…Everyone that received their grade school education in Michigan learned that glaciers pushed their way over Michigan several times. The result is glacial drift averaging 200 to 300 feet deep covering on top of the bedrock. The thickness of drift has measured over 1,000 feet in a few Michigan locations. Rarely can we see exposed bedrock that has been sculptured by non glacier forces. This is one of the locations in southern Michigan where the sandstone bedrock is exposed at the surface. The amount of shoreline that has exposed sandstone is about one mile, but a lot of beauty has been sculptured in the stone.

The locals call the main structure here “Turnip Rock”, because of it’s shape. Geologists call it a “Sea Stack”. A definition of a sea stack is an isolated pillar-like rocky island or mass near a cliff shore, detached from a headland by wave erosion assisted by weathering. Waves force air and small pieces of rock into small cracks, future opening them. The cracks then gradually get larger and turn into a small cave. When the cave wears through the headland, an arch forms. Further erosion causes the arch to collapse. This causes a pillar of hard rock standing away from the coast. Generally occurring in sedimentary rocks, sea stacks can occur in any rock type.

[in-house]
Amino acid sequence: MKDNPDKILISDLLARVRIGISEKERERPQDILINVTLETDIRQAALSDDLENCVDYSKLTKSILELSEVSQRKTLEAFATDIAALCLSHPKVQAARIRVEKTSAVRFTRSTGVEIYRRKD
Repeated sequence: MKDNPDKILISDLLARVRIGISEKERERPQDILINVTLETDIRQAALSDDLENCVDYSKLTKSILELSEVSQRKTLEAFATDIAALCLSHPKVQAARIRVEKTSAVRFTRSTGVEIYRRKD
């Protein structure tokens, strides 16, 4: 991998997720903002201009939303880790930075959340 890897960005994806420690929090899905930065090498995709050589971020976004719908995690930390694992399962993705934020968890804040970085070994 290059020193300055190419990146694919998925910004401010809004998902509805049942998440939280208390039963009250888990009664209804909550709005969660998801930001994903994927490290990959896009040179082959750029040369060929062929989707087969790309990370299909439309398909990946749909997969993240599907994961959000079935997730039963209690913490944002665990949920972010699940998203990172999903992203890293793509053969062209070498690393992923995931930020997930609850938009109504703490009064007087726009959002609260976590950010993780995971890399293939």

Read on for more and also see the Atlas Obscura entry for Turnip Rock has a map and photos. Michigan in Pictures favorite Lars Jensen has some great photos of Turnip Rock as well, and you should definitely check out Jason Glazer’s panoramic photos of Turnip Rock.

Check this out background big and see more in Rob’s Landmarks slideshow.

More Michigan landmarks on Michigan in Pictures.